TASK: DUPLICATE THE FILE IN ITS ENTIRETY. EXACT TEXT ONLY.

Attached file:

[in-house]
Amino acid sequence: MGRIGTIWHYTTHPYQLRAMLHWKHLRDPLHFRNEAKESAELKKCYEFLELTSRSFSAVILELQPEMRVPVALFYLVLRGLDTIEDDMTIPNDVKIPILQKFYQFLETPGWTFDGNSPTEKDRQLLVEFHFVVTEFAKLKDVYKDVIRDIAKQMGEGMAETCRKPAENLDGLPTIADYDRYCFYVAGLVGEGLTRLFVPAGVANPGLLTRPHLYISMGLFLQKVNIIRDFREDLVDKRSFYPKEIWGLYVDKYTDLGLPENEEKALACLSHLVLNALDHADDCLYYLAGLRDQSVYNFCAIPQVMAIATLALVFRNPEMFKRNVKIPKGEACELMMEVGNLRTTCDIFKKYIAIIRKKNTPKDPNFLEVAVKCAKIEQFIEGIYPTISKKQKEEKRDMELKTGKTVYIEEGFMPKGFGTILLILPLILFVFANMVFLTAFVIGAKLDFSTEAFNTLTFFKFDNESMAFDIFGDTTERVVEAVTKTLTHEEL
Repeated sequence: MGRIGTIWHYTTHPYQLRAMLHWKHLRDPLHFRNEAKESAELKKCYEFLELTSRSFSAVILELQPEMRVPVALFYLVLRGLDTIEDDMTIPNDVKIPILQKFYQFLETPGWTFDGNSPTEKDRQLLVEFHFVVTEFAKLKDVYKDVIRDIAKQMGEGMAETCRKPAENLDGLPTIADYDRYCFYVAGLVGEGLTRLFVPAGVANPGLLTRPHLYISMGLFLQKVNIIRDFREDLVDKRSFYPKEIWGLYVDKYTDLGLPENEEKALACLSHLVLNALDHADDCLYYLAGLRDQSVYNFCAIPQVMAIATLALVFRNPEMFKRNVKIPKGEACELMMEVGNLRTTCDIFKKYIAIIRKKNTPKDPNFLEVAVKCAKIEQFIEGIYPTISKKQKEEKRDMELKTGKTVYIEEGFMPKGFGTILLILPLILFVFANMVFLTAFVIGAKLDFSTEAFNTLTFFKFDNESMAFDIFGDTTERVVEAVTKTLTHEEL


[in-house]
Amino acid sequence: MGRIGTIWHYTTHPYQLRAMLHWKHLRDPLHFRNEAKESAELKKCYEFLELTSRSFSAVILELQPEMRVPVALFYLVLRGLDTIEDDMTIPNDVKIPILQKFYQFLETPGWTFDGNSPTEKDRQLLVEFHFVVTEFAKLKDVYKDVIRDIAKQMGEGMAETCRKPAENLDGLPTIADYDRYCFYVAGLVGEGLTRLFVPAGVANPGLLTRPHLYISMGLFLQKVNIIRDFREDLVDKRSFYPKEIWGLYVDKYTDLGLPENEEKALACLSHLVLNALDHADDCLYYLAGLRDQSVYNFCAIPQVMAIATLALVFRNPEMFKRNVKIPKGEACELMMEVGNLRTTCDIFKKYIAIIRKKNTPKDPNFLEVAVKCAKIEQFIEGIYPTISKKQKEEKRDMELKTGKTVYIEEGFMPKGFGTILLILPLILFVFANMVFLTAFVIGAKLDFSTEAFNTLTFFKFDNESMAFDIFGDTTERVVEAVTKTLTHEEL
Repeated sequence: MGRIGTIWHYTTHPYQLRAMLHWKHLRDPLHFRNEAKESAELKKCYEFLELTSRSFSAVILELQPEMRVPVALFYLVLRGLDTIEDDMTIPNDVKIPILQKFYQFLETPGWTFDGNSPTEKDRQLLVEFHFVVTEFAKLKDVYKDVIRDIAKQMGEGMAETCRKPAENLDGLPTIADYDRYCFYVAGLVGEGLTRLFVPAGVANPGLLTRPHLYISMGLFLQKVNIIRDFREDLVDKRSFYPKEIWGLYVDKYTDLGLPENEEKALACLSHLVLNALDHADDCLYYLAGLRDQSVYNFCAIPQVMAIATLALVFRNPEMFKRNVKIPKGEACELMMEVGNLRTTCDIFKKYIAIIRKKNTPKDPNFLEVAVKCAKIEQFIEGIYPTISKKQKEEKRDMELKTGKTVYIEEGFMPKGFGTILLILPLILFVFANMVFLTAFVIGAKLDFSTEAFNTLTFFKFDNESMAFDIFGDTTERVVEAVTKTLTHEEL